OFF BEAT

OFFBEAT: Many lessons to be learned from 'Wonderful Life' film

Phil Potempa's daily entertainment news column
2012-12-25T00:00:00Z OFFBEAT: Many lessons to be learned from 'Wonderful Life' filmPhilip Potempa philip.potempa@nwi.com, (219) 852-4327 nwitimes.com

Merry Christmas!

Yes, we've all seen the classic film "It's a Wonderful Life."

The annual airing of the Jimmy Stewart and Donna Reed duo Oscar-nominated 1956 movie directed by Frank Capra has earned a place in the hearts of young and old.

Though Reed, who was 25 when the picture was made, died in 1986, and Stewart died a decade later at age 89, the movie continues to live on in the hearts of many, including author Bob Welch.

His new 208-page paperback called "52 Lessons from It's a Wonderful Life" ($15.99 Thomas Nelson Press) reminds that there's so much more to this movie than tugging at heartstrings.

Of course, the famed line from the film is: "Teacher says every time a bell rings, an angel gets its wings."

But Welch delves much further to "connect the dots" from the dialogue of the characters, including Valparaiso claim-to-fame actress Beulah Bondi, who portrayed George's mother, Ma Bailey, in the film.

Bondi was a 1916 graduate of Valparaiso University and returned several times to talk with students about the movie and her career before her death at age 90 in 1981.

Here are some of the "lessons" Welch ponders on the pages:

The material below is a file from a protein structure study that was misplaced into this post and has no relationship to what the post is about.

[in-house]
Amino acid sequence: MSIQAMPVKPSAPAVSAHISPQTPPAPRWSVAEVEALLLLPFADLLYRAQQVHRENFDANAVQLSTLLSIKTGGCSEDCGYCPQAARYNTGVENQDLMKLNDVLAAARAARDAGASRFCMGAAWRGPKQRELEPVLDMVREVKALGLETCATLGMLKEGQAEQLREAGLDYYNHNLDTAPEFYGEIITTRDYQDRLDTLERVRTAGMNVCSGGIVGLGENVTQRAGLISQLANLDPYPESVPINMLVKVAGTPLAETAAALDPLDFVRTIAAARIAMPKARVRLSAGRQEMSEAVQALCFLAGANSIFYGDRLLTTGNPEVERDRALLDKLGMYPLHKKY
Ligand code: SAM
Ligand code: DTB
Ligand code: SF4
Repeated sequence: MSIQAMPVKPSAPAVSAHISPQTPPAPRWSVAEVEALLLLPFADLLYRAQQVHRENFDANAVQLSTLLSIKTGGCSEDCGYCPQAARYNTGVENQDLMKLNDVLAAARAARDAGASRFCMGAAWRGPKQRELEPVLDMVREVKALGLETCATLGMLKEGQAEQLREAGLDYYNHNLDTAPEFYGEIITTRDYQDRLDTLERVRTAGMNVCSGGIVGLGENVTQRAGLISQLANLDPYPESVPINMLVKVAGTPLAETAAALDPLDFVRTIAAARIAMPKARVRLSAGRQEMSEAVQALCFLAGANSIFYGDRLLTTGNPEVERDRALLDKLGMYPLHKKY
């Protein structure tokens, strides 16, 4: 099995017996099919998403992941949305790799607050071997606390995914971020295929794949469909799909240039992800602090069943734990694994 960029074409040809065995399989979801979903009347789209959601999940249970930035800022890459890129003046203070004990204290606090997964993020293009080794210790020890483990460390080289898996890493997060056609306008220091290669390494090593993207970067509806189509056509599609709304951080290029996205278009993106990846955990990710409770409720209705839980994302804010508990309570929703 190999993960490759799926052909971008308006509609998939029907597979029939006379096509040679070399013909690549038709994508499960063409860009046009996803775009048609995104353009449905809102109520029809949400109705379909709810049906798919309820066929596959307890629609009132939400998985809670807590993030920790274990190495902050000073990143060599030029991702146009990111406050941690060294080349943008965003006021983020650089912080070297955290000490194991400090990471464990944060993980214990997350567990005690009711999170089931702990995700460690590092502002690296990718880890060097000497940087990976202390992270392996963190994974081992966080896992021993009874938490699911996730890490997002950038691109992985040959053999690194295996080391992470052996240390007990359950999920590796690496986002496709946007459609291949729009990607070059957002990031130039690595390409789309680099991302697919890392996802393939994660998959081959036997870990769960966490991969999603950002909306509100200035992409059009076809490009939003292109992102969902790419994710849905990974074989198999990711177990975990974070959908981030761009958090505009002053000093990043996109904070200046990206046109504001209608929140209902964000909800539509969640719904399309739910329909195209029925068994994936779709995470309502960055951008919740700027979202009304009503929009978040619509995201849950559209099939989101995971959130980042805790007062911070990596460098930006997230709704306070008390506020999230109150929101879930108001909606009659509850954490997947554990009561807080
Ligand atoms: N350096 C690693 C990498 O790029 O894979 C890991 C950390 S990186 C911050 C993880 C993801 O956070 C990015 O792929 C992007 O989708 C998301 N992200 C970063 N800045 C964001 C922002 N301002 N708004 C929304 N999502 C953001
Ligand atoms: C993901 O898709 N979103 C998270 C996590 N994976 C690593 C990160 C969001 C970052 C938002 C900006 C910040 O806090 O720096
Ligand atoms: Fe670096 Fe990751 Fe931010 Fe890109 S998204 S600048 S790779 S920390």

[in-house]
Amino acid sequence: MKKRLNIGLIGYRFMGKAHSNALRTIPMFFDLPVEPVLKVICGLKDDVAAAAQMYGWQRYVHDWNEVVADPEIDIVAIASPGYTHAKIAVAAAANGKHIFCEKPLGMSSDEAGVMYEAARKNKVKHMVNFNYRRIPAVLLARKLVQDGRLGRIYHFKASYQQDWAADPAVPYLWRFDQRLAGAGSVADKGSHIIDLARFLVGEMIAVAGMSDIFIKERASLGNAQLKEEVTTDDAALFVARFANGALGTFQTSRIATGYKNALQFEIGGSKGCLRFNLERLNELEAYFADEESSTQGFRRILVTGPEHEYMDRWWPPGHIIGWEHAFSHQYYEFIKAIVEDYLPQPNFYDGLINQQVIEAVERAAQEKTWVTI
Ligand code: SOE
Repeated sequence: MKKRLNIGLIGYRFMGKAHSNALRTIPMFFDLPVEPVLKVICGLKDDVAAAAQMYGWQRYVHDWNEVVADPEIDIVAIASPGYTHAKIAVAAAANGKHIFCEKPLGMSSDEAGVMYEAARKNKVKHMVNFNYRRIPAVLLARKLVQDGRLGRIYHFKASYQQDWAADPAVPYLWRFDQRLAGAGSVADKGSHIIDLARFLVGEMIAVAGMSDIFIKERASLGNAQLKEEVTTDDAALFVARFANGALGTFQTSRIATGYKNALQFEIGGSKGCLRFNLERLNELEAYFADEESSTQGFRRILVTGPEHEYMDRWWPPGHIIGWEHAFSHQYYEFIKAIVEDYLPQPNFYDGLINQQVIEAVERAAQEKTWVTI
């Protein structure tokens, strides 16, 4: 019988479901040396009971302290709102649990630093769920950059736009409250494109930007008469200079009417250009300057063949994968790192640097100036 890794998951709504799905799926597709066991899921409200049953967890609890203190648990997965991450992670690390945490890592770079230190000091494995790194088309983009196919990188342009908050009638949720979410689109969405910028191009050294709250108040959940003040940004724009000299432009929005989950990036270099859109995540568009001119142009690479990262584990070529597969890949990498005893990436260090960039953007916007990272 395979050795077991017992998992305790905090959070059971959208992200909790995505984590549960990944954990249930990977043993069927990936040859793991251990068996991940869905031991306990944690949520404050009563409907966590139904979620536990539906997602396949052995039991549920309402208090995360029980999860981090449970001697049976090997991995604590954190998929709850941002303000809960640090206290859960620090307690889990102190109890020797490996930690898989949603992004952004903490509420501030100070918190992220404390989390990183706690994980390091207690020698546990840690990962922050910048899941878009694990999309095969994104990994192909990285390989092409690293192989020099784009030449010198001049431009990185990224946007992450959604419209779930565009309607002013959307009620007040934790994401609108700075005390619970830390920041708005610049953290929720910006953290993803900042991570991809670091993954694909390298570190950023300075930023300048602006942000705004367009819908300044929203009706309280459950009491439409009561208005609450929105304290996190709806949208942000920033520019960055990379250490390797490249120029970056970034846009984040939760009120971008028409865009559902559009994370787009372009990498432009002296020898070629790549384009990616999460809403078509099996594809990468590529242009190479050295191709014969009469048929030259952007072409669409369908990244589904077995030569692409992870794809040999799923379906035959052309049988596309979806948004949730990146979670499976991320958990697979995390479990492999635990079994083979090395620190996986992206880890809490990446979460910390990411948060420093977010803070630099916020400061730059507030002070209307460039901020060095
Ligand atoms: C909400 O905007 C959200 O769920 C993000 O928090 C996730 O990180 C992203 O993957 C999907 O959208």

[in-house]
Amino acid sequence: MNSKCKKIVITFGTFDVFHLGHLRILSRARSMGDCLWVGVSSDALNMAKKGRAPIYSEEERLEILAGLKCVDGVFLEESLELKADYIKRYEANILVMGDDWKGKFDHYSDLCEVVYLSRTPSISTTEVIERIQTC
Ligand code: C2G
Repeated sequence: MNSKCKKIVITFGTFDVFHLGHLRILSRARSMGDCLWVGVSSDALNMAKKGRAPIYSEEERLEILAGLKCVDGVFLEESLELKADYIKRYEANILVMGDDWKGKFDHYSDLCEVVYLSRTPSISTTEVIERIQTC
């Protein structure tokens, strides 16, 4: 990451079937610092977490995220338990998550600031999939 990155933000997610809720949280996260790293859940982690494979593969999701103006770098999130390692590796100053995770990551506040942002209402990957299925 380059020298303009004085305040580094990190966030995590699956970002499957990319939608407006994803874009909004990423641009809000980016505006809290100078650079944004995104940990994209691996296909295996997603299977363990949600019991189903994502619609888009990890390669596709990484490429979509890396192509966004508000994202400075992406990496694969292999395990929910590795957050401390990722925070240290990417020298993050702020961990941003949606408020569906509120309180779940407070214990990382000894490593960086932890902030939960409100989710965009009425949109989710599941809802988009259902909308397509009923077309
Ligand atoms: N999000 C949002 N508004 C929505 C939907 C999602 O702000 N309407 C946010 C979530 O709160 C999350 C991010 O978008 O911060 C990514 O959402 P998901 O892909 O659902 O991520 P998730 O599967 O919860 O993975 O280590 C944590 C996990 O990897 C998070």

• You matter to the world

• You can't run away from your problems

• Trying to keep up with the Joneses is futile

• It's in helping others that we help ourselves

• Lost dreams can be found opportunities

• Actions speak louder than words

• Age is insignificant; how you live is not

"What matters in the movie's town of Bedford Falls? People matter," Welch says, reminding that in the scene when George goes "calling" on Mary, he passes couples enjoying the simplicity of evening walks.

He goes on to write that when there's "a run on the bank," not all of the townspeople insist that George close their accounts at his family's Bailey Savings & Loan. (Although some do, like Tom, who insists he be allowed to withdraw his entire $242.)

Welch highlights that Ed, who has $300 in his account, says he can get by on $20 and Mrs. Davis asks for only $17.50 of her funds which resulted in George planting an unscripted kiss on her cheek in gratitude.

Welch packs plenty into these pages, including fascinating tidbits that many might not have heard.

One of the most pressing age-old questions answered by Welch is regarding why "Old Man Potter" isn't punished in the film for his dastardly deed of keeping the money he stumbles upon in a newspaper that is intended as the bank deposit Uncle Billy is supposed to make on Christmas Eve.

Welch shares part of a Q&A interview Capra did in 1968 addressing this question I'm sure we've all wondered about.

"What to do with actor Lionel Barrymore's character really came up at the time we were shooting it, at the time we were writing the script," said Capra, who died at age 94 in 1991.

"How do you handle a guy like that? Well, we just left him alone. We just let him go on about his business. He was the kind of guy who wouldn't change, couldn't change. So we just left him, and our main interest was what happened to George Bailey. This Lionel Barrymore character was too crusty, too old, too happy with what he was doing to change. So we just left him as he was."

Author Welch adds: "And, really, isn't that the message that exudes from the Bailey living room late on that Christmas Eve, that good has overcome evil? George's redemption lay in the goodness that was returned to him as a result of his goodness to others."

The opinions expressed are solely those of the writer. He can be reached at philip.potempa@nwi.com or (219) 852-4327.

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